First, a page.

Electric Eels Hunting Together to Zap Prey Surprise Scientists
More than 100 electric eels were discovered in one place deep in the Brazilian Amazon River basin, which surprised scientists given these creatures were believed to be quite solitary.
Researchers led by C. David de Santana from the Smithsonian's National Museum of Natural History noticed the eels were, in fact, hunting together. The snake-like creatures were herding small fish called tetras into small packs before shocking them with electricity.
The study was published in Ecology and Evolution on Thursday.
The hunting "pack" of eels' behavior stunned the scientists. "This is an extraordinary discovery," de Santana said. "Nothing like this has ever been documented in electric eels."
Their discovery reshapes the thoughts that eels are solitary creatures. According to de Santana, only nine fish species hunt in groups, compared with many more mammals who use this technique for hunting.
The type of electric eel the team observed in the Iriri River in the Brazilian state of Pará is called Volta and is capable of producing 860-volt electric shocks.
De Santana broke down what those numbers mean when he explained "[...] so in theory if 10 of them discharged at the same time, they could be producing up to 8,600 volts of electricity."
"That’s around the same voltage needed to power 100 light bulbs."
Today, a new paper in Ecology and Evolution challenges what researchers know about eels’ supposed loner behavior. https://t.co/BM9sIbIeOC— Smithsonian Magazine (@SmithsonianMag) January 14, 2021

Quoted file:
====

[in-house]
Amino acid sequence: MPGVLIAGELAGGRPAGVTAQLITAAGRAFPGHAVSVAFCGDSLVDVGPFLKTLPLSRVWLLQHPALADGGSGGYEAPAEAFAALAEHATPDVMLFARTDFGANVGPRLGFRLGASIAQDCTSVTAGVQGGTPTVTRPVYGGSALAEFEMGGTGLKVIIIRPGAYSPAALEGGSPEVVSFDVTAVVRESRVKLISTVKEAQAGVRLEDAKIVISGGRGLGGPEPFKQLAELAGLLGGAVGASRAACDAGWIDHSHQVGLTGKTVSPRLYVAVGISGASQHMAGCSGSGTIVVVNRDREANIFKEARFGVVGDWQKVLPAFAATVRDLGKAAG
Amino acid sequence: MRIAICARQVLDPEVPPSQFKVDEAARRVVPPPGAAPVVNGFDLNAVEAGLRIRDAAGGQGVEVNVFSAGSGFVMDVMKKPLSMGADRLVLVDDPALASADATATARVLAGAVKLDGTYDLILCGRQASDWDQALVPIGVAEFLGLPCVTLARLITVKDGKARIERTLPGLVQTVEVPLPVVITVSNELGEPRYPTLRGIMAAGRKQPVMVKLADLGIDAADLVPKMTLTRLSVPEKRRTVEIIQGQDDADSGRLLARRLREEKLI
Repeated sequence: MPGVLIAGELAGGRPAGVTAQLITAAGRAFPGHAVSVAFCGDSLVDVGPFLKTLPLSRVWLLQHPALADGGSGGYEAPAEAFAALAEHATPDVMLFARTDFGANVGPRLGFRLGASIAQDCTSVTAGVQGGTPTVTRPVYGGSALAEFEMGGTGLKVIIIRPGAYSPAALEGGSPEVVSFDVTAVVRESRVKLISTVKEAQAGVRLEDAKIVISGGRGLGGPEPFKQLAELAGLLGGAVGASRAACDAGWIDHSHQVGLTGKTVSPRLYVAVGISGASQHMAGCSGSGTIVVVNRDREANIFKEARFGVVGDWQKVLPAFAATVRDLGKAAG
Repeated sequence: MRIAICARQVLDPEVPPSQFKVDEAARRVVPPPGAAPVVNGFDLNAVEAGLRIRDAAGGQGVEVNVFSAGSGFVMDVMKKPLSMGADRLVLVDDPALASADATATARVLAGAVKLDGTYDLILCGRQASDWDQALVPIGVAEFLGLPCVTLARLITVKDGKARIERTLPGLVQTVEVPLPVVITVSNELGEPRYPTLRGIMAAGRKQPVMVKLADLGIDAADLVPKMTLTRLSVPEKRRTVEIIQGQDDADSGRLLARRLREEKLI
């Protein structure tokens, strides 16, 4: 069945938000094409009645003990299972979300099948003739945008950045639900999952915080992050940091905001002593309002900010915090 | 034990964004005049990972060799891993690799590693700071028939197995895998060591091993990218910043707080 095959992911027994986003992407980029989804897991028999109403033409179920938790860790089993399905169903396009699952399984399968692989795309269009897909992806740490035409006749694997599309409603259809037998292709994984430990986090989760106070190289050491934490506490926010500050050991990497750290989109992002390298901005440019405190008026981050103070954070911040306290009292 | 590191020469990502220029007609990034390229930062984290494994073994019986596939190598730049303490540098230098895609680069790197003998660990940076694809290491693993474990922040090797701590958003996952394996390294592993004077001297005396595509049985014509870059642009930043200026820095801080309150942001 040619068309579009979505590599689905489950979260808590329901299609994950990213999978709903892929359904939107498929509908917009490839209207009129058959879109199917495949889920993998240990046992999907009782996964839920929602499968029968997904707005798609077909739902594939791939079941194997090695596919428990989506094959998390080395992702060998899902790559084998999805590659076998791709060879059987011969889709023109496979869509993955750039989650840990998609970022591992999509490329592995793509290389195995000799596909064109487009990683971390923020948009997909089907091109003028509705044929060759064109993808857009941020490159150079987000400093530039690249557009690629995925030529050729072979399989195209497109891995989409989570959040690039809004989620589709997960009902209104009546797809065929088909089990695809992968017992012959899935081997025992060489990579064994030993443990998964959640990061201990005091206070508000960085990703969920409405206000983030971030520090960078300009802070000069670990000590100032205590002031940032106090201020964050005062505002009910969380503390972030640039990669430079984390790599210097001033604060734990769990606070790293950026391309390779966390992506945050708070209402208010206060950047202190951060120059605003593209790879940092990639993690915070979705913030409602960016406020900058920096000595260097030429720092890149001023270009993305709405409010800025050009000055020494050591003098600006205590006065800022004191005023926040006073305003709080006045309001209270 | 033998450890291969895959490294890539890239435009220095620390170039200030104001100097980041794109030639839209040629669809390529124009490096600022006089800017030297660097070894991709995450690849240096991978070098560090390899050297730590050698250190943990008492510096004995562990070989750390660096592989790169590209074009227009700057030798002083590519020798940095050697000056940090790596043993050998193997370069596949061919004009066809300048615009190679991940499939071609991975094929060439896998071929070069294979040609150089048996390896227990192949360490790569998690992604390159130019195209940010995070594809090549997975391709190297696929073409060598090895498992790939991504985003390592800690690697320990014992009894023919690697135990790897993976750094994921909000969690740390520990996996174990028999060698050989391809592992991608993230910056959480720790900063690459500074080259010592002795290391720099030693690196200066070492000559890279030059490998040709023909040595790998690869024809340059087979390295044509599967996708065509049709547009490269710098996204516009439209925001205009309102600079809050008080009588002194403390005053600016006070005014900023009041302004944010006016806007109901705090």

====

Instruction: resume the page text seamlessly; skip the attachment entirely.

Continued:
The team's next steps include measuring these simultaneous shocks, which may bring about a few zaps to the researchers themselves — but as de Santana has experienced before, these electric shocks are certainly stunning, but only last about two-thousandths of a second. Don't be fooled though, it's still enough to create painful muscle spasms and knock a human off its feet.
During its latest research deep in the Amazon basin, the team noticed the Volta electric eels would hunt at twilight, starting off by swimming together in a large circle. They would corral the tetra fish into smaller and smaller shoals, moving the fish from deeper parts of the river towards the shallows.
Here, the eels broke off in groups between two and 10 and moved in closer to the fish to jointly launch an electric shock. These shocks sent the fish flying into the air and when they landed back in the water they were motionless from the stun. At this stage, all the eels would gather to feast on their prey.
This daily ritual took around one hour, as de Santana and his team noted.
"This is the only location where this behavior has been observed, but right now we think the eels probably show up every year," de Santana said. "Our initial hypothesis is that this is a relatively rare event that occurs only in places with lots of prey and enough shelter for large numbers of adult eels."